Andy Burnham followed on the 17th.  He has positioned himself as the most consistently loyal to the governments in which he served throughout his time in office, distancing himself from the factions and personality disputes.  Seeking to position himself as the figurehead for Labour’s heartlands, Burnham has made much of his working class, non-Oxbridge background. Despite this, he only just managed to gather the required number of nominations in time, but has now received the support of 30 CLPs, 1 MEP and the National Union of Labour and Socialist Clubs. 

Firstly, what was good about his answers?  He supports the idea of a national care service, and gave a reasonable account of how it would be funded, suggesting a 10% estate tax capped at £50,000 per couple.  He also accepted that the Labour Government had made a mistake in allowing house prices to grow so high while failing to build more social housing, and reaffirmed workers’ “inalienable” right to take industrial action, proposing reform legislation to prevent industrial action being overruled by the courts over technicalities. 

On the other hand, he showed major weaknesses, the most glaring being his response to questions over the war in Iraq.  He stood by the decision to invade Iraq; recalling a meeting with an Iraqi Kurdish leader in the lead up to the war, who had supported the war, and suggested that to have not gone ahead with military action “would have resulted in a bloody civil war, with many more lives lost and possibly even further fragmentation of the middle east.”  All of which begs the question, what does he imagine is happening now?  All in all, he gave a reasonably impressive response to a wide range of questions, but lacks the political muscle, or inclination, to really renew the party and provide strong leadership.

 Finally, David Miliband gave his webchat, on the 21st June, but had to cut it short to see a government statement on the European Council.  He started off by, rather disingenuously, responding to a question on Iraq by stating that he would not have supported the invasion of Iraq, if he had known there were no WMD “not least because there would have been no UN resolutions.”  This highlights the extent to which he is implicated with New Labour’s foreign policy blunders, particularly after the recent revelations over British complicity with the torture of terrorist suspects.  On a more positive note, he backed “multilateral disarmament – down to zero,” although it’s unclear how this squares with the proposed trident replacement.  He also offered to pay for 1000 community organizers to be trained, using money from his campaign fund.  Overall he seemed most assured- if misguided- when covering foreign policy, his old stomping ground.  He is, of the candidates, the most bound up with the New Labour establishment, and was a key member of Tony Blair’s camp within the party.  He is currently the frontrunner, with 81 MP, 6 MEP, 126 CLP and 2 Trade Union nominations, and the bookie’s favourite.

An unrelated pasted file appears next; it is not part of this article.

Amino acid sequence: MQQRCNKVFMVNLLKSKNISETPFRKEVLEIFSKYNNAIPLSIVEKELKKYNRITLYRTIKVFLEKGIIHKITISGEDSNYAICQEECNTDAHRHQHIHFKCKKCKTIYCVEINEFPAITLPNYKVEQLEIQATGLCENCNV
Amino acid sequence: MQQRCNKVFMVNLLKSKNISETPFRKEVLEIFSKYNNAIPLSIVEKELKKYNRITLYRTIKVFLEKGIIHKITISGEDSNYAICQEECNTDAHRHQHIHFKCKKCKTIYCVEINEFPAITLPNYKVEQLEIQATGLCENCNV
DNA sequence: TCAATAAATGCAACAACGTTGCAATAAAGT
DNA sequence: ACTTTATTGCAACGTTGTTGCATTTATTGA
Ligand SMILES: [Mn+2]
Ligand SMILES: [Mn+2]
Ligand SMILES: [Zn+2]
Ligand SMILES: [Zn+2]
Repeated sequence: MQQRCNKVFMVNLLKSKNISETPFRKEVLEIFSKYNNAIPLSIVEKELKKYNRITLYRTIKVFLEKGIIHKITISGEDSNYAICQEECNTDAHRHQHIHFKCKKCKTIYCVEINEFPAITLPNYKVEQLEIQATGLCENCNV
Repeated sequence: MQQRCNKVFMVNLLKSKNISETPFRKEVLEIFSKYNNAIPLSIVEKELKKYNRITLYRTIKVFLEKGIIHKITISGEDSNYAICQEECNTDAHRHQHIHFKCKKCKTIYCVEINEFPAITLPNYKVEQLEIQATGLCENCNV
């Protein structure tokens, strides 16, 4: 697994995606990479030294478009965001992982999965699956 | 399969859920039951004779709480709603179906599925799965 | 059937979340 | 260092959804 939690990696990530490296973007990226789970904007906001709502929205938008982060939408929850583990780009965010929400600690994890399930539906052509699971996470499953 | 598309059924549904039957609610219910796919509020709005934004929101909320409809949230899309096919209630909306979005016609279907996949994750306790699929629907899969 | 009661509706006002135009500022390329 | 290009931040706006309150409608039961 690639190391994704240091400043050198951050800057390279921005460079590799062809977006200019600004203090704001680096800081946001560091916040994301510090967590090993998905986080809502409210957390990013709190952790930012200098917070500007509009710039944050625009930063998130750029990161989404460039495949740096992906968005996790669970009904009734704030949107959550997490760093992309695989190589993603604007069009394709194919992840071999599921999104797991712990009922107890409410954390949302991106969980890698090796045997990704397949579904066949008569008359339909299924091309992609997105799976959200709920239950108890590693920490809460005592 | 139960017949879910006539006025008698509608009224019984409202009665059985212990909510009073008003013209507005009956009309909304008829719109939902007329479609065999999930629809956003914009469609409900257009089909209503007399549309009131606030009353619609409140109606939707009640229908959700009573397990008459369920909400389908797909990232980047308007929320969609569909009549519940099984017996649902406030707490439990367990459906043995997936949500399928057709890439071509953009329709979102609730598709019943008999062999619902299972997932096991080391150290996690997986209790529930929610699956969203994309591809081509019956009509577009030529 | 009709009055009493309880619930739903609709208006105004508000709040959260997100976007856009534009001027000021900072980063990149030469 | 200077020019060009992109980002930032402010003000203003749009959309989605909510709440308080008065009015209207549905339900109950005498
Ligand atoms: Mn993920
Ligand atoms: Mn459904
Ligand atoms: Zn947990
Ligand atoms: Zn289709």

Diane Abbott did not participate in a webchat.

 Overall, I think that Ed Balls gave the strongest responses and has had a good overall campaign.  Unfortunately, his unpopularity means that he is unlikely to win, and the popular press would, likely, make him unelectable, if he did become leader.  It is interesting how the support seemed to converge on the Milibands, as I’ve said before the most archetypical politicians, fairly early on.  Of the two I still prefer Ed, even though he gave the weakest webchat, he has had a strong campaign proposing some impressively radical policies.  Labour’s last manifesto, which was his baby, was well thought out, although, sadly, that couldn’t overcome the fact that prevailing attitude had turned against Labour. 

It’s still all to play for in the Labour Leadership contest, which doesn’t conclude until September. 

Anyone wanting to follow the progress of nominations can do so at Labour List.

This entry was posted in Guest Post, Hannah, Politics and tagged , , , , , , . Bookmark the permalink.

One Response to Blogging the Labour Leadership Contest, part 2 (the webchats)

  1. Pingback: My open reply to Ed Miliband’s letter « Paperback Rioter